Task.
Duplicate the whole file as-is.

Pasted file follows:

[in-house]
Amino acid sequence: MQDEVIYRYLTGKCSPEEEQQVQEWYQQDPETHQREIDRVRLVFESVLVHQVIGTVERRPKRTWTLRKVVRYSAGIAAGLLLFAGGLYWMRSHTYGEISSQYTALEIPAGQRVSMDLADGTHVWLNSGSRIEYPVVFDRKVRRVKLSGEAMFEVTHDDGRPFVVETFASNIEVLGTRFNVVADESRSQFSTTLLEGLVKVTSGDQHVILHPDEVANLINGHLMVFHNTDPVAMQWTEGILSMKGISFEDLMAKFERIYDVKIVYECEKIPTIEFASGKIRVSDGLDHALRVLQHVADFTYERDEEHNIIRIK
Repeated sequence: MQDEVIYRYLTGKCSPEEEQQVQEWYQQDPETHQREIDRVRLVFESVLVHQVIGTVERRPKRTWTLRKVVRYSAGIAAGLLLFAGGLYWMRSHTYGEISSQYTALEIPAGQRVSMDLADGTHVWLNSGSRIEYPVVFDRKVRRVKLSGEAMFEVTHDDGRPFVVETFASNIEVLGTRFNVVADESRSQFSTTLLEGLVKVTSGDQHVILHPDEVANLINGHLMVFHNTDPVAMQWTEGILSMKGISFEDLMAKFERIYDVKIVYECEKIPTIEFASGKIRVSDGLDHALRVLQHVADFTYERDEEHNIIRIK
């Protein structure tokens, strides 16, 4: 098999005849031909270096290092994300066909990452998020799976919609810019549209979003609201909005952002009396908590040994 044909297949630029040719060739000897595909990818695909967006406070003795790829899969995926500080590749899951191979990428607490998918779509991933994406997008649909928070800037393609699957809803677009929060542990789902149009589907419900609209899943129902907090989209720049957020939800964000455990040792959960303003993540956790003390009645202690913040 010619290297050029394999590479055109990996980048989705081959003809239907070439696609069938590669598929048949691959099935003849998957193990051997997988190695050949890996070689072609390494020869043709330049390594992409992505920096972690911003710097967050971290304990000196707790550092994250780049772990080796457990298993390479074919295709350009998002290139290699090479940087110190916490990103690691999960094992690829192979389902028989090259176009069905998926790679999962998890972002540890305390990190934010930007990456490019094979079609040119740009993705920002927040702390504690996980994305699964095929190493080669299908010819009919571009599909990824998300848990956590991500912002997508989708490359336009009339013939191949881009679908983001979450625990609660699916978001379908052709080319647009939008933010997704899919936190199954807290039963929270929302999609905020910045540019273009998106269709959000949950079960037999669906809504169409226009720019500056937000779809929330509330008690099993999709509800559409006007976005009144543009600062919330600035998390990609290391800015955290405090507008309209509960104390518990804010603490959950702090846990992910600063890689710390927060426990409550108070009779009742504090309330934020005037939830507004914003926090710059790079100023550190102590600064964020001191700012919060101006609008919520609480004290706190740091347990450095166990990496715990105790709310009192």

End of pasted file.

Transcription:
[in-house]
Amino acid sequence: MQDEVIYRYLTGKCSPEEEQQVQEWYQQDPETHQREIDRVRLVFESVLVHQVIGTVERRPKRTWTLRKVVRYSAGIAAGLLLFAGGLYWMRSHTYGEISSQYTALEIPAGQRVSMDLADGTHVWLNSGSRIEYPVVFDRKVRRVKLSGEAMFEVTHDDGRPFVVETFASNIEVLGTRFNVVADESRSQFSTTLLEGLVKVTSGDQHVILHPDEVANLINGHLMVFHNTDPVAMQWTEGILSMKGISFEDLMAKFERIYDVKIVYECEKIPTIEFASGKIRVSDGLDHALRVLQHVADFTYERDEEHNIIRIK
Repeated sequence: MQDEVIYRYLTGKCSPEEEQQVQEWYQQDPETHQREIDRVRLVFESVLVHQVIGTVERRPKRTWTLRKVVRYSAGIAAGLLLFAGGLYWMRSHTYGEISSQYTALEIPAGQRVSMDLADGTHVWLNSGSRIEYPVVFDRKVRRVKLSGEAMFEVTHDDGRPFVVETFASNIEVLGTRFNVVADESRSQFSTTLLEGLVKVTSGDQHVILHPDEVANLINGHLMVFHNTDPVAMQWTEGILSMKGISFEDLMAKFERIYDVKIVYECEKIPTIEFASGKIRVSDGLDHALRVLQHVADFTYERDEEHNIIRIK
């Protein structure tokens, strides 16, 4: 098999005849031909270096290092994300066909990452998020799976919609810019549209979003609201909005952002009396908590040994 044909297949630029040719060739000897595909990818695909967006406070003795790829899969995926500080590749899951191979990428607490998918779509991933994406997008649909928070800037393609699957809803677009929060542990789902149009589907419900609209899943129902907090989209720049957020939800964000455990040792959960303003993540956790003390009645202690913040 010619290297050029394999590479055109990996980048989705081959003809239907070439696609069938590669598929048949691959099935003849998957193990051997997988190695050949890996070689072609390494020869043709330049390594992409992505920096972690911003710097967050971290304990000196707790550092994250780049772990080796457990298993390479074919295709350009998002290139290699090479940087110190916490990103690691999960094992690829192979389902028989090259176009069905998926790679999962998890972002540890305390990190934010930007990456490019094979079609040119740009993705920002927040702390504690996980994305699964095929190493080669299908010819009919571009599909990824998300848990956590991500912002997508989708490359336009009339013939191949881009679908983001979450625990609660699916978001379908052709080319647009939008933010997704899919936190199954807290039963929270929302999609905020910045540019273009998106269709959000949950079960037999669906809504169409226009720019500056937000779809929330509330008690099993999709509800559409006007976005009144543009600062919330600035998390990609290391800015955290405090507008309209509960104390518990804010603490959950702090846990992910600063890689710390927060426990409550108070009779009742504090309330934020005037939830507004914003926090710059790079100023550190102590600064964020001191700012919060101006609008919520609480004290706190740091347990450095166990990496715990105790709310009192």